“What economists are ignoring are the emotional and security connections that Australians have to property,” he said.
“Australians don’t simply view their property as an ‘asset’ they view it as a home.
That has been demonstrated strongly during these challenging times.
What people have been missing most is having friends and family over to their home, or visiting the homes of friends and family.
“We have seen an increase in people committing to improving their homes through refurbishment and the like. They have spent time considering what sort of home they want to live in now and in the future and researching that.
“The message is it’s a home, not simply something they own. I have seen no evidence of that attitude disappearing. It’s actually increasing.”
Buyer activity is up 50 per cent nationally on this time last year, despite the widespread uncertainty and fears created by COVID-19 and the subsequent nationwide lockdown.
Traditionally such upswings in interest have resulted in a rise in market transactions.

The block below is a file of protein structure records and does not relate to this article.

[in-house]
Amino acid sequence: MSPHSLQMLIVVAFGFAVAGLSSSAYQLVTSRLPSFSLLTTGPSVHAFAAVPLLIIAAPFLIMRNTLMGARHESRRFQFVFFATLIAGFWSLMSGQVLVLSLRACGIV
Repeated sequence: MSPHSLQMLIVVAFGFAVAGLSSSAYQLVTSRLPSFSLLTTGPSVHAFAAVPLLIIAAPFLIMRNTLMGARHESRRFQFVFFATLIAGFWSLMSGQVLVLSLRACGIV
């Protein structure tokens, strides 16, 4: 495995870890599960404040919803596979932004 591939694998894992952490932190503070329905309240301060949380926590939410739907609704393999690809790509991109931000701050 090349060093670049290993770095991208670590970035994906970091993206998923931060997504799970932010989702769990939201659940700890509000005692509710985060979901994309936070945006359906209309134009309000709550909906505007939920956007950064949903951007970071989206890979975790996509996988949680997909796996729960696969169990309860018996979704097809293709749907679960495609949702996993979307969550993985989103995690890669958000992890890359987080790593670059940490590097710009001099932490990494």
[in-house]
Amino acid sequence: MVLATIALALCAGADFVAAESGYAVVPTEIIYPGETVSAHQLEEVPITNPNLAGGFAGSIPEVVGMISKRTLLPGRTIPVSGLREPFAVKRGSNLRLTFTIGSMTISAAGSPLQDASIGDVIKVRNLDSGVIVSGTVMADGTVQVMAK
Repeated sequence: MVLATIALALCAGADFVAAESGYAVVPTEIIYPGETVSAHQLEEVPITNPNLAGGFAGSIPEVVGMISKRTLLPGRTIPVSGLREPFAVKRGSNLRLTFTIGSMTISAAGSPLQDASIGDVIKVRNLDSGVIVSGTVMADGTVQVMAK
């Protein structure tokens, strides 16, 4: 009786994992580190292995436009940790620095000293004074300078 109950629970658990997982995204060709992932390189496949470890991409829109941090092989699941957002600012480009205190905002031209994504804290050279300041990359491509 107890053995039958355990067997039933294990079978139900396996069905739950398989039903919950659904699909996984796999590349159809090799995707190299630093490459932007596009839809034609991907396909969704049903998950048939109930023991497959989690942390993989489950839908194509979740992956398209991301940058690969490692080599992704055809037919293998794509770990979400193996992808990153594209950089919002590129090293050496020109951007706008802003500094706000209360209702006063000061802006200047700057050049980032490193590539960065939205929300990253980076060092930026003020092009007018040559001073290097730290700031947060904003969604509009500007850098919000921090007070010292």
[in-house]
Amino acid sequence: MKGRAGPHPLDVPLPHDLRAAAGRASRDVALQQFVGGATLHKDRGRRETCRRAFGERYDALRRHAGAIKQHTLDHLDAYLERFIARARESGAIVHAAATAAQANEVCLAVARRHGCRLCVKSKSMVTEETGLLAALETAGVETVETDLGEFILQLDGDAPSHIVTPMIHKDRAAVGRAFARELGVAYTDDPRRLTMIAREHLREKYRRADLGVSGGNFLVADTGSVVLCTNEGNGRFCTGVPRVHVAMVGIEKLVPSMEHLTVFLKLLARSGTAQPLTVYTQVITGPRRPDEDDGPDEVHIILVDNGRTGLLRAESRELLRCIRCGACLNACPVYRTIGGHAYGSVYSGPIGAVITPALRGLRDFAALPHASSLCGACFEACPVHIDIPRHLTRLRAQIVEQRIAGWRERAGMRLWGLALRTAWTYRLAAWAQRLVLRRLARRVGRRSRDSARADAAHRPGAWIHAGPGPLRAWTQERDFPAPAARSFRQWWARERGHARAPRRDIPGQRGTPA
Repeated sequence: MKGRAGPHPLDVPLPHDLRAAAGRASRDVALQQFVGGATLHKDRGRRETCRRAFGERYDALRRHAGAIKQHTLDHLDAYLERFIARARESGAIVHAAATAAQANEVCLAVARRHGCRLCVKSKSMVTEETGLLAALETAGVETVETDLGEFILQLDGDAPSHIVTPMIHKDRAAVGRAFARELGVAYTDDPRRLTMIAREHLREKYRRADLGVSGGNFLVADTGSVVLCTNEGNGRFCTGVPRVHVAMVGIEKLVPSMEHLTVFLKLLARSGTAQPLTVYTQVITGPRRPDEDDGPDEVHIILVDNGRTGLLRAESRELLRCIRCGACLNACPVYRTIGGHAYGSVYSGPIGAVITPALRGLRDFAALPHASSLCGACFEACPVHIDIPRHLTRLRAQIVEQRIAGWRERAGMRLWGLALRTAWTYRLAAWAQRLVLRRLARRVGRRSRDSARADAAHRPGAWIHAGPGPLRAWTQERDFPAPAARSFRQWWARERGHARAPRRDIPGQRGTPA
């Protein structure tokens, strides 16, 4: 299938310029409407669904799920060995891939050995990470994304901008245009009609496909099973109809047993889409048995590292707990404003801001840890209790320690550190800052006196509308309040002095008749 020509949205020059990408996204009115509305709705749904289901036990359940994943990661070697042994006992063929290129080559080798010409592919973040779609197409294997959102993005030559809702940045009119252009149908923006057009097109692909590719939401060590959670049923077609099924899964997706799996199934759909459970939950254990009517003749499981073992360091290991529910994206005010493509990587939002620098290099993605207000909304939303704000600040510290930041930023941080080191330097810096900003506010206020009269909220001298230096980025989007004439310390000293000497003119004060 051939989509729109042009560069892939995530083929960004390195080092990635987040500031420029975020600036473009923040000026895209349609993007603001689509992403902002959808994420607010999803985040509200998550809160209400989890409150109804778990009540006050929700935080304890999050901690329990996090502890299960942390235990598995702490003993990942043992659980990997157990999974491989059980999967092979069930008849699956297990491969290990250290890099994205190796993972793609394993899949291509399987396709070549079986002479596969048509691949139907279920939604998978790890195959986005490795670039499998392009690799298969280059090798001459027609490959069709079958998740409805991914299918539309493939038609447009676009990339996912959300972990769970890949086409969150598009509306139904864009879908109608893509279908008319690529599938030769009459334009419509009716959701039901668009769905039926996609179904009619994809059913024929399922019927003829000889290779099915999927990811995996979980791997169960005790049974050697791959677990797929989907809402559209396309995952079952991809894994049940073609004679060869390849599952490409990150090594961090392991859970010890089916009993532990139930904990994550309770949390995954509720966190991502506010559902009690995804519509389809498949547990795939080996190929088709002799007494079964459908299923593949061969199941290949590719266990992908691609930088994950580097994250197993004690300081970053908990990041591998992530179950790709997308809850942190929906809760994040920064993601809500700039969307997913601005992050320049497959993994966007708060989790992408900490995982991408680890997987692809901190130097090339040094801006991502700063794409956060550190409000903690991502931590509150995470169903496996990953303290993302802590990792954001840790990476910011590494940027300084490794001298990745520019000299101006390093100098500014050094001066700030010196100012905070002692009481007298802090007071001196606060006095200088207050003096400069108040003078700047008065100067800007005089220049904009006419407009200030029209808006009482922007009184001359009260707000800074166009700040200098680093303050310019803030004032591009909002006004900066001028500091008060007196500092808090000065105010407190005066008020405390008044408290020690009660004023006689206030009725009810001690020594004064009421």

Mr Ellis’s predictions stand in opposition to those which have outlined a possible fall in house prices of up to 30 per cent. The long-term CEO, who has entered his 16th year as First National boss, believes such a slump is highly unlikely.
That stance is also supported by Adrian Kelly, President of the Real Estate Institute of Australia.
“We can only look at what is happening in the market place at the moment as well as in previous times of high unemployment to provide pointers to likely outcomes,” Mre Kelly said.
“Currently we have a situation where listings are decreasing yet the enquiry level from
prospective buyers is increasing. It is simple economics that when supply decreases
and demand remains that prices edge upwards. They certainly don’t drop.
“It needs also to be remembered that in ‘the recession we had to have’ interest rates for
housing loans were around double what they currently are.”
“I do not believe that this points to a catastrophic outlook for house prices.”
Listings remain an issue in the market. However anecdotal evidence from selling agents and internet search data indicates an increase in property listings will come onto the market in time for spring.
“It comes back to the fundamentals of what property ownership means in Australia,” Mr Ellis said.
“It is my home. It is the roof over my head. That is the thrust of COVID-19.”